As the long-awaited replacement of one bridge near Lake Johnson gets underway, the state Department of Transportation has delayed the start of rebuilding another bridge that crosses the lake nearby.
The Lake Dam Road bridge over Walnut Creek, just below the Lake Johnson dam, was closed in March 2014 when a routine inspection revealed problems with support beams. With the 53-year-old bridge slated to be replaced soon anyway, the city decided to push ahead with a full replacement rather than make repairs.
Five years later, the bridge has been dismantled, and the city says a new one should be in place by early fall.
“Crews will be working up to 7 days a week to make sure the project is finished on schedule,” city spokeswoman Kristin Freeman wrote in an email. “As of right now, we are on track to finish on time.”
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That means Lake Dam Road should be open to traffic before the state shuts down Avent Ferry Road at Lake Johnson to replace the bridge there. The Avent Ferry bridge project was scheduled to get underway this spring, but the NCDOT has pushed it back a year to give the state time to acquire the right-of-way, spokesman Sean Williams said.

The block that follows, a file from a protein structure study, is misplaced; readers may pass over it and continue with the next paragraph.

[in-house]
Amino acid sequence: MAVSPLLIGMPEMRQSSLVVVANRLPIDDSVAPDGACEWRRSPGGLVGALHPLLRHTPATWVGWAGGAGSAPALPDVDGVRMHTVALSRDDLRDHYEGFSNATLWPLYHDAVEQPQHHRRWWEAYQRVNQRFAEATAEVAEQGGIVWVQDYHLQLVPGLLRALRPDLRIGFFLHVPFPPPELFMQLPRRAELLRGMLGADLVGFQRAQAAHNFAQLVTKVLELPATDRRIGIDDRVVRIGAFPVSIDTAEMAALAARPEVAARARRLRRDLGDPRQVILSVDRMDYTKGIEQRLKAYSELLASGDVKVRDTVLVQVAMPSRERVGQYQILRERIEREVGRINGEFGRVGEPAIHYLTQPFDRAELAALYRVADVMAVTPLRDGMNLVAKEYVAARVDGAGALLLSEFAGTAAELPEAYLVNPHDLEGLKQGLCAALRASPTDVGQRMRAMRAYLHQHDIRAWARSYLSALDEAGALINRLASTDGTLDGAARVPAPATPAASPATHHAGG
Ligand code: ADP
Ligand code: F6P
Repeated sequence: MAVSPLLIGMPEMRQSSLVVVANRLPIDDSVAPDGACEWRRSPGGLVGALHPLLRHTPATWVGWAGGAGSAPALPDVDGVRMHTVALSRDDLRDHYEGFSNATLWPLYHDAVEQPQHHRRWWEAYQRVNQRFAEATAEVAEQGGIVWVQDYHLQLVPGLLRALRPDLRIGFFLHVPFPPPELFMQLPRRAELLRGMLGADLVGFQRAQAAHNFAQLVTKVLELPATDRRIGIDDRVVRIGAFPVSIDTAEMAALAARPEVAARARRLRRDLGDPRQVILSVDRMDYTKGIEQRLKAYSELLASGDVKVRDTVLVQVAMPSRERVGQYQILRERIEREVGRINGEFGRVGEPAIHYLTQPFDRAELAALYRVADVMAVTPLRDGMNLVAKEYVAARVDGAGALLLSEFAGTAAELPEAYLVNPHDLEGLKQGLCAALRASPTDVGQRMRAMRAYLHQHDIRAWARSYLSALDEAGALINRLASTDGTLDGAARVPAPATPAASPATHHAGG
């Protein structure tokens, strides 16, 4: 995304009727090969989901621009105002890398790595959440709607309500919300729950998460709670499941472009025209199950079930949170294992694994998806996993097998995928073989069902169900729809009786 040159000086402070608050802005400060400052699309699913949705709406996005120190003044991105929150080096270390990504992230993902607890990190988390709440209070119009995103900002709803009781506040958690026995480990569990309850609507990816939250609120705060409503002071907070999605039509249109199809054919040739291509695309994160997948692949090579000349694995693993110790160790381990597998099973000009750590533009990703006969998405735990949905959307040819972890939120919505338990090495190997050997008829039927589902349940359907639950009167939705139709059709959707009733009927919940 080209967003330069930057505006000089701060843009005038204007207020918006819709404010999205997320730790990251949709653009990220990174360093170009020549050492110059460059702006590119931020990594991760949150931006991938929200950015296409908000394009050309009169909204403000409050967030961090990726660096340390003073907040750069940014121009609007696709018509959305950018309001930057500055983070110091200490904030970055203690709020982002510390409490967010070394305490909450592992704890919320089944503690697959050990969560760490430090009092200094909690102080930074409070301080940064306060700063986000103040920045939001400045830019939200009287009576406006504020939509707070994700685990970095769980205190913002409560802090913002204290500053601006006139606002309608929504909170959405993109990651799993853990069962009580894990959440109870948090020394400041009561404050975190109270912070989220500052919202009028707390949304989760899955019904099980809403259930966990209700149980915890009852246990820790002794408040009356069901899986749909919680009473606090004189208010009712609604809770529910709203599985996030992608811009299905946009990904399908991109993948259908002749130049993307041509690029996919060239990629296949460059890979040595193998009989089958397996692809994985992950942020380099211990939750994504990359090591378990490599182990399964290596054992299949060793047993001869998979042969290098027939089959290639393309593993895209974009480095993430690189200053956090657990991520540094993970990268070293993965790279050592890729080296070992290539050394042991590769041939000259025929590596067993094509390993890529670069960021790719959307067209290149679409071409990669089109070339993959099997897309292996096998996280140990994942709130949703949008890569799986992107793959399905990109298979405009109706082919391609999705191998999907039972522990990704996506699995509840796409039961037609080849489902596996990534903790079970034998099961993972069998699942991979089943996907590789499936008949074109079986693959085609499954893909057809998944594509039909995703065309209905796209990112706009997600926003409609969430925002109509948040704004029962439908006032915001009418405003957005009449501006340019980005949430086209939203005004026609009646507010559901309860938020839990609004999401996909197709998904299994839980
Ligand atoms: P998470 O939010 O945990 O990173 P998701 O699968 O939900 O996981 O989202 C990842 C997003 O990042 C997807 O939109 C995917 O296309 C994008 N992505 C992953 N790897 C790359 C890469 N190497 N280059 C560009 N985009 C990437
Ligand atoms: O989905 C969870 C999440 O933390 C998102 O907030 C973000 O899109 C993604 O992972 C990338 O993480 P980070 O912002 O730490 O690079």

Avent Ferry Road crosses Lake Johnson on a causeway, with a 43-foot-long bridge that creates an opening between two parts of the lake. The bridge, built in 1955, is only 22 feet wide, which state engineers describe as “woefully narrow” for a road popular with cyclists.
The new bridge will be 51 feet wide, with 11-foot travel lanes, wide shoulders and a multi-use path on the east side set off from traffic by a concrete barrier.
Replacing the bridge will take 15 months and require a detour that will direct drivers to use Gorman Street and Tryon Road, Williams said. The closing of Avent Ferry will likely overlap with the widening of the Beltline nearby, which will include closing and replacing the bridges that carry Athens Drive and Melbourne Road over the highway.
City officials had hoped the Lake Dam Road bridge would be open by now, but several factors have combined to delay the start of construction, Freeman said. For starters, three layers of government have been involved in planning and financing, with the federal government providing 80 percent of the $1.7 million construction cost, Freeman said.
In addition, the bridge’s location next to Lake Johnson Park made it more difficult to move utilities such as sewer, gas, electric and communication lines that were under the road or hanging from the bridge.
Nearby residents will be happy to have the Lake Dam Road bridge open. Harold Ward, a retired chiropractor and Buddhist monk, has lived in an apartment near the bridge for three years and has never known it as anything but closed.
“Once they get it done, it’s going to save a lot of time getting on Tryon Road instead of circling all around,” Ward said Tuesday as he surveyed the construction site from the greenway trail nearby.